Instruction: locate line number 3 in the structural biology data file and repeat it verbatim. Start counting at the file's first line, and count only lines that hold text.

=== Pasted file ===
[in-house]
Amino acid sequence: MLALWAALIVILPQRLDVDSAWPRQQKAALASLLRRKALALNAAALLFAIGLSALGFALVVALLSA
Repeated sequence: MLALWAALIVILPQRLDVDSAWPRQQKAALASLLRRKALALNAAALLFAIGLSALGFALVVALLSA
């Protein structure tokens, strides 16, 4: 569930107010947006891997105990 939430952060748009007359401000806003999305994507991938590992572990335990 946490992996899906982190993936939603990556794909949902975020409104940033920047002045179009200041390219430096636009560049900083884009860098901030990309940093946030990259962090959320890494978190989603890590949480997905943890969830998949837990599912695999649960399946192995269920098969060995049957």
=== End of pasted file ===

Repeated sequence: MLALWAALIVILPQRLDVDSAWPRQQKAALASLLRRKALALNAAALLFAIGLSALGFALVVALLSA